Sex Roles

, Volume 77, Issue 3–4, pp 155–168 | Cite as

The Patriarchal Bargain in a Context of Rapid Changes to Normative Gender Roles: Young Arab Women’s Role Conflict in Qatar

  • Laurie James-Hawkins
  • Yara Qutteina
  • Kathryn M. Yount
Original Article
  • 853 Downloads

Abstract

Social norms in patriarchal countries in the Middle East are changing at differing rates. In Qatar, expectations about education have shifted, and women’s participation in higher education is normative. However, women’s participation in the workforce remains relatively low, and women still are expected to perform all household and child-rearing activities. Interviews with 27 18–25 year-old Qatari women enrolled in college in Qatar are used to illustrate the conflict between norms about education, workforce, and family. Many young women resolve this normative conflict by giving preference to family over work and education. Other women hold conflicting norms and goals for their future without acknowledging the normative conflict. Overall, young women in this sample feared divorce, were uncertain about customary family safety nets, and thus desired financial independence so they would be able to support themselves if they were left alone later in life due to divorce, or the death of their husband. The Qatari government should revisit the appropriateness of continuing to emphasize the patriarchal family structure and socially conservative family norms, if they desire to advance women in their society.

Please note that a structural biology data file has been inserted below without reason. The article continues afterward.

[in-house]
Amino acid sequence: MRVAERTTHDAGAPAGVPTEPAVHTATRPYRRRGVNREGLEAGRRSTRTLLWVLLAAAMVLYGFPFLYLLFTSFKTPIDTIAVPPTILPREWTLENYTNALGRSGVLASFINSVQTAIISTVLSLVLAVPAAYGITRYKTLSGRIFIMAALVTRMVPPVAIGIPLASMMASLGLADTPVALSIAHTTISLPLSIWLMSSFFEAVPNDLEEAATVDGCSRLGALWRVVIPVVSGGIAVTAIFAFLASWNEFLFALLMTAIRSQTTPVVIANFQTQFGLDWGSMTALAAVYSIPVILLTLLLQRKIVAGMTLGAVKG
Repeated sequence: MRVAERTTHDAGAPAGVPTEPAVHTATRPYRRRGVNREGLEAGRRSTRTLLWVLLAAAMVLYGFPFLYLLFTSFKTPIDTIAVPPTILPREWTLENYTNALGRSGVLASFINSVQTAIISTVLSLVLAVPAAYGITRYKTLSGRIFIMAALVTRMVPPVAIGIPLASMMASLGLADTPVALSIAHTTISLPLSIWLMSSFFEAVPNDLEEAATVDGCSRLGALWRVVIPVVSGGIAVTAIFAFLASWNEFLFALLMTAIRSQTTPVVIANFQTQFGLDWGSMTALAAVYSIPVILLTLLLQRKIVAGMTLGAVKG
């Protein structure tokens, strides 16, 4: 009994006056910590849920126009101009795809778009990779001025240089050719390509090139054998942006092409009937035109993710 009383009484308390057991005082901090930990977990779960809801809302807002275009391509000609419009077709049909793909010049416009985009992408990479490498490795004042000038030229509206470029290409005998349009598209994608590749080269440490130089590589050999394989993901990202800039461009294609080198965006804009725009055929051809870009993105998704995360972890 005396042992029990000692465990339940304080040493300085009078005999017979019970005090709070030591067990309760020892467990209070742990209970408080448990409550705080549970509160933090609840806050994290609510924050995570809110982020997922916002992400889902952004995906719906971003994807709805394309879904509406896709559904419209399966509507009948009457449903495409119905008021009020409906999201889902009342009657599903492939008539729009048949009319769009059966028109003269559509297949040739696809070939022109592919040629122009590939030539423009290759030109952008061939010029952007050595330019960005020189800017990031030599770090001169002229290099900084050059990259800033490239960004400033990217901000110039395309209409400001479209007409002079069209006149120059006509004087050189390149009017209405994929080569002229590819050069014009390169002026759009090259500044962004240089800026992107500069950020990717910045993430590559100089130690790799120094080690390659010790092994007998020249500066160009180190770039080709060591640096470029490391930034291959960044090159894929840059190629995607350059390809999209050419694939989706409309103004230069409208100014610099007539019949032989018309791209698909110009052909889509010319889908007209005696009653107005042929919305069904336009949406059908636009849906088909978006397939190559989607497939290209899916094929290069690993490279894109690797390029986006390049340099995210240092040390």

Keywords

Emerging adulthood Islam Middle East Patriarchy Qualitative research Sex roles Social norms Transition to adulthood 

Notes

Compliance with Ethical Standards

This research was approved by the IRB’s at collaborating institutions: Emory University, University of Toronto, and Qatar University. This paper is not under consideration elsewhere and has been prepared in accordance with instructions for submission to your journal. The material included in this manuscript has not been published or presented in any other format or context. There are no known conflicts of interest. Informed consent was obtained from all participants in accordance with IRB standards at the participating institutions.

Funding

Funding for this research was provided by the Qatar National Research Foundation (QNRF) grant NPRP-5, Hanan Abdul Rahim and Kathryn Yount, principal investigators. The authors would like to thank Hanan Abdul Rahim, Rania Salem, and Monique Hennink for their comments on this manuscript.

Supplementary material

11199_2016_708_MOESM1_ESM.docx (61 kb)
ESM 1 (DOCX 11 kb)

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Copyright information

© Springer Science+Business Media New York 2016

Authors and Affiliations

  1. 1.Hubert Department of Global HealthEmory UniversityAtlantaUSA
  2. 2.Social and Economic Survey Research InstituteQatar UniversityDohaQatar
  3. 3.Department of SociologyEmory UniversityAtlantaUSA

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